Telluride Inside… and Out, Denver: All that (Five Points) Jazz

Telluride Inside… and Out, Denver: All that (Five Points) Jazz

by Tracy Shaffer

Denver starts to rock, the season of new beginnings. The town is warming up for the summer nights to do what Denverites do best— hit the streets! Not long after the ski slopes close, concert venues open: for the next five months, music will waft through our city’s all too thin air. Picnics in the park, treks up to Red Rocks: I can almost hear the clickety-clack of Prada sandals as the charge of the Botox Brigade hits the patio at Elway’s.  Kicking it off this Saturday is the 7th annual Five Points Jazz Festival at 27th & Welton Street.

Long before Denver welcomed the likes of Matt Holliday or the Birdman, Duke Ellington, Charlie “Bird” Parker and Billie Holiday roamed the streets of Five Points, frequenting the jazz clubs and speakeasies that tarted up the streets. Sitting down for coffee with Denver Office of Cultural Affairs Public Programming Coordinator, Gina Rubano, the talk was all that jazz and how the festival pays tribute not only to the rich cultural heritage of the Five Points neighborhood, but to modern day jazz icons as well.

This year Five Points Jazz Festival honors the significant and lasting contributions of Latin jazz musician, Ramon “Ray” Pacheco, the legendary dancer/choreographer/arts advocate, Cleo Parker Robinson, and KIMN disc jockey Leroy Smith. In 1948, on his nightly radio show “Rockin’ with Leroy Smith,” the man coined the tagline “Cool, Crazy and Hot” as he spun is be-bop vinyl.
“Denverites really turn out for this festival, whether they’re jazz fans or  just want to be part of the festivities.” Rubano explained. “Jazz can be intimidating if you don’t know a lot about it, so we look to provide interesting ways to engage and educate those who are unfamiliar. This year professor and poet Jake Adam York will speak at the Blair Caldwell Library in a series called "Notes, Chords, and Changes: Musicians and Traditions in Jazz."  Exploring the work of four trios of musicians, York will track how the process of recognition, repetition, and innovation connect deep musical traditions to the contemporary scene.”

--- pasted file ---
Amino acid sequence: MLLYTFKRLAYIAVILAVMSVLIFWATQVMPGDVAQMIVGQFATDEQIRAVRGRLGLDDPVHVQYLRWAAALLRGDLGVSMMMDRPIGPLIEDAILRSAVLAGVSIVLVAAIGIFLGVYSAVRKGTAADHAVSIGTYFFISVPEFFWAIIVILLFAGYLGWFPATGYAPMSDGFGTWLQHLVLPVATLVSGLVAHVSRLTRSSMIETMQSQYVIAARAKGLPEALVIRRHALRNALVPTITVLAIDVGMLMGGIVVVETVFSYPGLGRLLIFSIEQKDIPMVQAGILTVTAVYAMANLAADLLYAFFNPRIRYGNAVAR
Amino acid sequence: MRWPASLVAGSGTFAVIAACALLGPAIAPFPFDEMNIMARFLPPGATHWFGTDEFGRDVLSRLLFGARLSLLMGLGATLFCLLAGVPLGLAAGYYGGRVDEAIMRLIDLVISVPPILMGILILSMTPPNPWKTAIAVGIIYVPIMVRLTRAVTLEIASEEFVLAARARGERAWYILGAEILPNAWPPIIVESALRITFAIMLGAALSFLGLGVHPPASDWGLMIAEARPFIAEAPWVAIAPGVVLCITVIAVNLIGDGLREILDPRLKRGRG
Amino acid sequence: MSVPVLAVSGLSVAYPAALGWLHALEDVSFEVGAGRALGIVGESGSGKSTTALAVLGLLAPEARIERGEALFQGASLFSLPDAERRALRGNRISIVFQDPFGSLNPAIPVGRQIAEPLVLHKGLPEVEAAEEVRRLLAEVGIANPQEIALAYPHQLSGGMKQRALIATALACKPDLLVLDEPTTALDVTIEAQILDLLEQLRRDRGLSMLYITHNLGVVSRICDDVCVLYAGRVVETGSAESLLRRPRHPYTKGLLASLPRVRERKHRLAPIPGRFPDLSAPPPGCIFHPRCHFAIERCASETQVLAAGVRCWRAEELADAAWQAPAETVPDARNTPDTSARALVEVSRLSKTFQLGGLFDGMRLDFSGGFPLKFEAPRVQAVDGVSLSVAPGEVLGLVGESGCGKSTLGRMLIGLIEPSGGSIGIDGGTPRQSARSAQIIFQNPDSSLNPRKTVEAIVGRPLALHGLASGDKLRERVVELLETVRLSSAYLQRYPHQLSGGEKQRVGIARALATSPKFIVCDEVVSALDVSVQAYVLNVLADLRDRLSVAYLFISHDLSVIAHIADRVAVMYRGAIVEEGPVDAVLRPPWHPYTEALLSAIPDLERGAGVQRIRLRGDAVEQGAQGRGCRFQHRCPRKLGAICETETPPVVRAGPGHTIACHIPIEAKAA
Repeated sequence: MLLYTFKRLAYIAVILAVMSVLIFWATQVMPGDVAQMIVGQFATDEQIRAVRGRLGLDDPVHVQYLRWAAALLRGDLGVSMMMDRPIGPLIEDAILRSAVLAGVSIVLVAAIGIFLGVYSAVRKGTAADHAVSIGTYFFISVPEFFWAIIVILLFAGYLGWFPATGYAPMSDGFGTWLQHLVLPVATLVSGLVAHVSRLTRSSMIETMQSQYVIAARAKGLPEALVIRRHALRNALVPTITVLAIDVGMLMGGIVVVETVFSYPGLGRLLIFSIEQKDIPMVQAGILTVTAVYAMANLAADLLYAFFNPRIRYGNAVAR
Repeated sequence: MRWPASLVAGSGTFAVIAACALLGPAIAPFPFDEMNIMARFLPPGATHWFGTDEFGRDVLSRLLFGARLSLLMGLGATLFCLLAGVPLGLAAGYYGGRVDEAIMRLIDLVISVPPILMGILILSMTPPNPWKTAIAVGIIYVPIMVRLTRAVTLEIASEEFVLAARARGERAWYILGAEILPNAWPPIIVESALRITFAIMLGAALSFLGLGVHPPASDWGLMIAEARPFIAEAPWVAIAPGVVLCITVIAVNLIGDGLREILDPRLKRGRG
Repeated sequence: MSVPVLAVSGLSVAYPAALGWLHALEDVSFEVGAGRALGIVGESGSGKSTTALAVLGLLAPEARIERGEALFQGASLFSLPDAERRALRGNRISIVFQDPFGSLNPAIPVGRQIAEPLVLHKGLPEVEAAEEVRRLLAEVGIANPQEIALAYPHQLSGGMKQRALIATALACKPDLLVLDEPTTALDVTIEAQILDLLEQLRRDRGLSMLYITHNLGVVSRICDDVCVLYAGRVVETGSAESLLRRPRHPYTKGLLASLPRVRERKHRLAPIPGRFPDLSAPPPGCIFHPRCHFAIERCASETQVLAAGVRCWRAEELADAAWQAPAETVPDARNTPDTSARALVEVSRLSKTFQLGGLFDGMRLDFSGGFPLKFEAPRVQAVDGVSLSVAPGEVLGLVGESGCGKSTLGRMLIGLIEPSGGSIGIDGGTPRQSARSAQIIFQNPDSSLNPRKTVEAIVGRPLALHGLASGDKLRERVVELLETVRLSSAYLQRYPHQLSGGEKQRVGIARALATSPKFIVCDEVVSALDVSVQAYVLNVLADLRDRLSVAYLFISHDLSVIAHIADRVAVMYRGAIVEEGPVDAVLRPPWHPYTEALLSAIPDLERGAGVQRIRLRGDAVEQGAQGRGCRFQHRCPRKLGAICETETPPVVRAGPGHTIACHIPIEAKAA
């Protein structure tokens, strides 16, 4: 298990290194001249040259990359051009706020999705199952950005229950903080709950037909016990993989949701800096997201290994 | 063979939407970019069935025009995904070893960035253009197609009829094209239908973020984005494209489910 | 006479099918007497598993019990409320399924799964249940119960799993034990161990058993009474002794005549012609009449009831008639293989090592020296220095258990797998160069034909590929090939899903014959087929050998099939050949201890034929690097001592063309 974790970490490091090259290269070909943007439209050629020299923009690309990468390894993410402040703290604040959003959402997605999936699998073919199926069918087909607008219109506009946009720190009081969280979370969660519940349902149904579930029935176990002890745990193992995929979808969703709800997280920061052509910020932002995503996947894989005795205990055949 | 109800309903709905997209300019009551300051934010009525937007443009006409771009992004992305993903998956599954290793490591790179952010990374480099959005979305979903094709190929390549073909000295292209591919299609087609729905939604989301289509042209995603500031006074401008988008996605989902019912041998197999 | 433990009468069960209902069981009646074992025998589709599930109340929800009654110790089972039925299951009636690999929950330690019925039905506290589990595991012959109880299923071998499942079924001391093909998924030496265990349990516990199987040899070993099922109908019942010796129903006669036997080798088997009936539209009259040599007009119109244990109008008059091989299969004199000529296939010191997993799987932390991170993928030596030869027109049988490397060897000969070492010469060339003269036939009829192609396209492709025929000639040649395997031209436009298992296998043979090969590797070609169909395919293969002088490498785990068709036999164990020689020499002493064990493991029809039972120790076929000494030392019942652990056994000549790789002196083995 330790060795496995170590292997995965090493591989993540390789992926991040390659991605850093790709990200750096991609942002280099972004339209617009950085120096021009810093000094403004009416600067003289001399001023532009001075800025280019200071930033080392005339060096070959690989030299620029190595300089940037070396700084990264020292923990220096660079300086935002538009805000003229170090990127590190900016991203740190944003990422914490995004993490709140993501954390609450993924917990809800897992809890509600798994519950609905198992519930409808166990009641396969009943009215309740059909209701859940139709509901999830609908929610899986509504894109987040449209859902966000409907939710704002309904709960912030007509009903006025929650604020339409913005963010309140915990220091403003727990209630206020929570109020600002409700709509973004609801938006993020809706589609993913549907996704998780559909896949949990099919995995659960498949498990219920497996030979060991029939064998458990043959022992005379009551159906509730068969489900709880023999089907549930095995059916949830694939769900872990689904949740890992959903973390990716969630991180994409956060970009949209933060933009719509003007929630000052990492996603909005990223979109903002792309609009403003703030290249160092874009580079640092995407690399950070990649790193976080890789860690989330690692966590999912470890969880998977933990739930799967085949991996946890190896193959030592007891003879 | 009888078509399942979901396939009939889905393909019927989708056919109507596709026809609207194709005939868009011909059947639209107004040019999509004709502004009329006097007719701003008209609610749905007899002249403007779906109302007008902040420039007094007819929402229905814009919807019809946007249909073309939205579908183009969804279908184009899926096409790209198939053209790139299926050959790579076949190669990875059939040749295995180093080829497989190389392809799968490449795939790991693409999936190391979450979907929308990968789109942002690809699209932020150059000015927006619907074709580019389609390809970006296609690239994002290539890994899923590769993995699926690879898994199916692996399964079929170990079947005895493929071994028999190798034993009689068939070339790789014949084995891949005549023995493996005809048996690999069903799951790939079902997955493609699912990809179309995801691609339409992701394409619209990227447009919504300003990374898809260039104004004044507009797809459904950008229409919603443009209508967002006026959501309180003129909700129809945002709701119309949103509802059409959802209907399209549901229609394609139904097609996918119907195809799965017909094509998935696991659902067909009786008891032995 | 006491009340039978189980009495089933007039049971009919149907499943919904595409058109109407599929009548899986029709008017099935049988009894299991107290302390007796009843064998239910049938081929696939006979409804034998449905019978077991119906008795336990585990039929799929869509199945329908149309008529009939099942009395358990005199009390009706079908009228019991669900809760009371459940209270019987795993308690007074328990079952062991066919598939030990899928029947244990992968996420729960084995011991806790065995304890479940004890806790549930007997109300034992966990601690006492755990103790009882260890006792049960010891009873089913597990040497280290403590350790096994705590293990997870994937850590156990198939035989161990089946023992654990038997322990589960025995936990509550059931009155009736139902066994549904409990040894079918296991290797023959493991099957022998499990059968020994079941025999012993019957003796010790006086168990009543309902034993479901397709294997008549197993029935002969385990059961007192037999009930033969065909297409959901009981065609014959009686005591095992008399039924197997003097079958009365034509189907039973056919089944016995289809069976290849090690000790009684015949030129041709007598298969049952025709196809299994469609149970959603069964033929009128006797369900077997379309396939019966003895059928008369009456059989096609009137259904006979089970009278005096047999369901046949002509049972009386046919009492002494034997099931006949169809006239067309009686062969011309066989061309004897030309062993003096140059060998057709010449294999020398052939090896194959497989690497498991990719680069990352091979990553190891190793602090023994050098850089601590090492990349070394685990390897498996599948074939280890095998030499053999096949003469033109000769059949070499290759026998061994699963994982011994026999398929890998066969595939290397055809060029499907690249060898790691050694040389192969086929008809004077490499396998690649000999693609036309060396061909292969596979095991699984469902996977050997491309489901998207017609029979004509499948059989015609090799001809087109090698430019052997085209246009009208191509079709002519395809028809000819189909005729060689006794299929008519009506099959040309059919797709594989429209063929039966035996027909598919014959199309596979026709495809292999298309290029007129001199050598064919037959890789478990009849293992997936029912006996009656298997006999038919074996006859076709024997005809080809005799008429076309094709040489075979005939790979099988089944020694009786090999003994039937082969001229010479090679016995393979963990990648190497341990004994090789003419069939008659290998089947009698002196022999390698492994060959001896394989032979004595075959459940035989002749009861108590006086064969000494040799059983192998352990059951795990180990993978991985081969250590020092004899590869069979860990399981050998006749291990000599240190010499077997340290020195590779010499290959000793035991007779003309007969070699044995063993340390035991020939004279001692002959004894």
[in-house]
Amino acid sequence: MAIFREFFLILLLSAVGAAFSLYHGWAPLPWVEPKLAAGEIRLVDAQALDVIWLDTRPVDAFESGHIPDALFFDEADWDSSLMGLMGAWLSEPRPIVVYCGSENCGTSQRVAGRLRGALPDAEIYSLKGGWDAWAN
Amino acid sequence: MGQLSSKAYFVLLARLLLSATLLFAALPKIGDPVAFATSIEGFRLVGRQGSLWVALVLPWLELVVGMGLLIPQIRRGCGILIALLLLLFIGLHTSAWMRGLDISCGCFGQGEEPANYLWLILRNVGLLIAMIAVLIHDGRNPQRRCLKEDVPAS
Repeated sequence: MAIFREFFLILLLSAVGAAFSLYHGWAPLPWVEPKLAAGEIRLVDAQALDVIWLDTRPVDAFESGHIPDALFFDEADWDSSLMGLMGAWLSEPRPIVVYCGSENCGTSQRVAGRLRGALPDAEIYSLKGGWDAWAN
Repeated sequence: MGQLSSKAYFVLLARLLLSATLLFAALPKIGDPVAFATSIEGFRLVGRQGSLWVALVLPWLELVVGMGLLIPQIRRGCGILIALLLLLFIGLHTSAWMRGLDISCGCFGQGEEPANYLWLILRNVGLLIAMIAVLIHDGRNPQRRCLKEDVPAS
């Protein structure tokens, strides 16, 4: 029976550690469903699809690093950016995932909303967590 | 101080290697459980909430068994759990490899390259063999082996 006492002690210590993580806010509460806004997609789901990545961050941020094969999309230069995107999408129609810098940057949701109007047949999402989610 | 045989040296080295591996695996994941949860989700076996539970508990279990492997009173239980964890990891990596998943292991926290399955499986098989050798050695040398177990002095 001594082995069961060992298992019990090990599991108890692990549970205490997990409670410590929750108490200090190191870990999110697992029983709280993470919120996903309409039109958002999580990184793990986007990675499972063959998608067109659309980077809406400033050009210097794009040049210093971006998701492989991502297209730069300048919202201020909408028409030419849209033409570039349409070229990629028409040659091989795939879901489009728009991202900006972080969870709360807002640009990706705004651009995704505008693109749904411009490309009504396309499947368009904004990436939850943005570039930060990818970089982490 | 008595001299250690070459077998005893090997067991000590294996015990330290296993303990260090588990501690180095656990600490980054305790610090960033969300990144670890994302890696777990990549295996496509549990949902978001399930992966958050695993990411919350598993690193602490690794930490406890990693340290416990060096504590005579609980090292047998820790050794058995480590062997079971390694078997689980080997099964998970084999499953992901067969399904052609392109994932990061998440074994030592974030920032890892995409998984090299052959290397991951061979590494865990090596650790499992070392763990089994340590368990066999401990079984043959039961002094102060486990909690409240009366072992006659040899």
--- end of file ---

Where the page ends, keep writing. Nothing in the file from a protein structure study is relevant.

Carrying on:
Four stages are to be set up around Five Points to showcase performances by a wide variety of Denver’s favorite jazz musicians. The Colorado Black Chamber of Commerce plans to host a Festival Marketplace with food, drink, arts, and exhibitors. Bring at least a point and shoot, if only to record people-watching. But you may also want to enter a snap in the Five Points Jazz Festival Photo Contest. The music’s free, the Red Line’s free –  and I’ll bet your spirit will be too.

“It’s a celebration of the city by the city, and of the contributions made by our African American community past and present.” said Rubano.

“So it’ll be fun?” I ask.

“Oh, it will be ‘Cool, Crazy and Hot’”.

For more, go to the Denver concerts webpage.

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